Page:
WaniKani's Senseless Cruelty

I’m just getting started, and I’m starting to see some vocabulary. Despite the fact that all of the kanjis I’ve learned so far are given with their on’yomi readings, the new vocab that I’m getting uses the kun’yomi readings. Is there a reason for that, beyond the general senseless cruelty of WaniKani? :slight_smile:

Thanks,
Daniel

P.S. I’m completely new to Japanese. WaniKani and Tofugu are awesome, and I am very grateful for all of the work and love that you all have put into them.

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Think of it like English: you’ve got your basic everyday Germanic-English words like book, girl, sun - that’s your vocab/kunyomi; then you’ve got your polysyllabic Latin/Greek origin words like polysyllabic, decapitation, demographic - each of the meaningful parts of those words [poly-, de-, -cap-, -graph-] are your kanji/onyomi - they get used a lot in combination with other parts and so get used in more different words than the basic Germanic ones.

Hope that helps rather than confuses the situation!

P.S. This is a very simplistic overview - you will sometimes learn the kunyomi reading with the kanji, and some vocab will use onyomi.

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My guess is that you learn the Onyomi for the kanji, and then you learn the kunyomi with the vocabulary so you don’t have to memorize both at the same time :slight_smile:

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Hiiii!

From what I understand, WK will try to teach you the on’yomi and then teach you the most commonly used reading. However, a lot of the words are also kanji compounds which almost always take the on’yomi reading. Japanese has multiple readings for the same kanji character. IMO, is the senseless cruelty. WK, however, will help you wth that with its mnemonics and SRS. :blush:

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You should see both the reading you learned and different readings. Maybe the different readings are just more noticeable because you need to learn something new? :slight_smile:

[The vocab in the beginning has lots of exceptional readings, it’s just that the most basic or most widely used words in a language collect a lot of exceptions over time.]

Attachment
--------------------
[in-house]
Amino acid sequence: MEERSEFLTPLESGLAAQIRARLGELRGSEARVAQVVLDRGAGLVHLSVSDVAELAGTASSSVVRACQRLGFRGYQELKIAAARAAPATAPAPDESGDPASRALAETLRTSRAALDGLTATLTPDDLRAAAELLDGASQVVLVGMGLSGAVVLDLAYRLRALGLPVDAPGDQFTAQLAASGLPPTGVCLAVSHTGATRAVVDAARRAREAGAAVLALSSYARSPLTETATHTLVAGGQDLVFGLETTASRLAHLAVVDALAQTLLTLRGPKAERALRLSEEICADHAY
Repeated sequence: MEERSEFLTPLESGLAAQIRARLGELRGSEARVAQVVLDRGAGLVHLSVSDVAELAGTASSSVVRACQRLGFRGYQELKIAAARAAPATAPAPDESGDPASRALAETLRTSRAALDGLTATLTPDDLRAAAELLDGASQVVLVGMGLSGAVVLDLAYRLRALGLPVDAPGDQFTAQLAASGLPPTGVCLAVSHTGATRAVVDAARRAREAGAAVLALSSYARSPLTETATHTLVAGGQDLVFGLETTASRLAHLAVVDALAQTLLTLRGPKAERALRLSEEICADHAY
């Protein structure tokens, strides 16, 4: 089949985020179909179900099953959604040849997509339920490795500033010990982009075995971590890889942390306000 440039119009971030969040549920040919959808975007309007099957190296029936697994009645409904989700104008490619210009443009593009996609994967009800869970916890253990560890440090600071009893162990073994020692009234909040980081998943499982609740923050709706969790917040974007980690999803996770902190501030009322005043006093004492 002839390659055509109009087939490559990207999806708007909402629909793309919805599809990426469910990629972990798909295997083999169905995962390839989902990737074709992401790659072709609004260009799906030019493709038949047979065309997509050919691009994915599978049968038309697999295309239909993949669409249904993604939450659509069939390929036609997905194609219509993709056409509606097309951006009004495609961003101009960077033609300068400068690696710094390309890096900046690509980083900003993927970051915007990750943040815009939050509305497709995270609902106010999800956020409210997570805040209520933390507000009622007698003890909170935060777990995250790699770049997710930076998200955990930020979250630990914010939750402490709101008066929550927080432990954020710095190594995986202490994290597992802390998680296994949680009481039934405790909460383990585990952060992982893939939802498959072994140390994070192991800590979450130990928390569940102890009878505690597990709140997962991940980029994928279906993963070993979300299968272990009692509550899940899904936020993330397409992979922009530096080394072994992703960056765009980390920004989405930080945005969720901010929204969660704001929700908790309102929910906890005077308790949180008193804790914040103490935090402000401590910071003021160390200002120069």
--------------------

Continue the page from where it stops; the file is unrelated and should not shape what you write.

To add to what Goja said, WK’s goal is to teach you the most common readings of a kanji with the kanji itself. This usually tends to translate in the onyomi being taught more often first. Then during the vocab lessons, WK focus on 2 things: reinforcing the readings you’ve learned in the kanji and teaching you less common readings through words that actually use them.

This results in the user being prepared to know what to expect as the main reading of a kanji and the possibility of finding an unknown reading also reduces even more.

@hmapy The first levels are full of “exceptions”, I admit. But I suggest you to try out this program until level 3 (completely free) and see how you feel about it :slight_smile: As a level 60, I couldn’t be any more grateful for Wanikani.

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There’s plenty of sense in WaniKani’s cruelty. It’s not that it wants to hurt you, it only wants to make you prepared for the hellish battles you’ll face in the language after you’ve completed level 60.

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I love this explanation! I couldn’t have said it better myself. To me, this is exactly how kanji works — building blocks from different origins to create basically a new language / old language.

Japanese is basically the English of the asian languages.

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Here’s a more specific (and I hope clearer) example of what I mean by my Germanic vs Latin/Greek explanation:

In level two you will learn the kanji and vocab for tree - 木

The kanji has the reading もく:
kanji%20tree

…but the vocab has the reading き:
tree%20vocab

So, the purple vocab one, , is what you would say if you were talking about a tree (Germanic) and might also be used in terms like ‘tree farm’, but the pink kanji one, もく, may be better thought of as meaning arbor (Latin) and when combined with other ‘bits’ can be used for more complex ideas such as: arborist, arboritum, arboreal, arboriculture, semiarboreal, etc.

So, the reading you learn for the kanji will be the one most used, probably because it is appears in a lot of different, more complex words, but the reading for the same single kanji as a vocab item may well be a different reading.

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Thanks for taking the time to clarify. Although I had the jist of what you were expressing from your first post, this really connects the dots in a tangible way.

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That’s a really good illustration.

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I haven’t noticed any cruelty so far :smile:

Those kanji mostly occur as part of expressions with multiple kanji, hence the On’yomi reading is the more common and is teached first. The vocab items (especially in the early levels) are often verbs that use the Kun’yomi readings. That’s simply WK teaching you both readings (since you’ll need to learn both anyway). From the vocab items you’ll see which reading is used when.

Thanks, this is very helpful!

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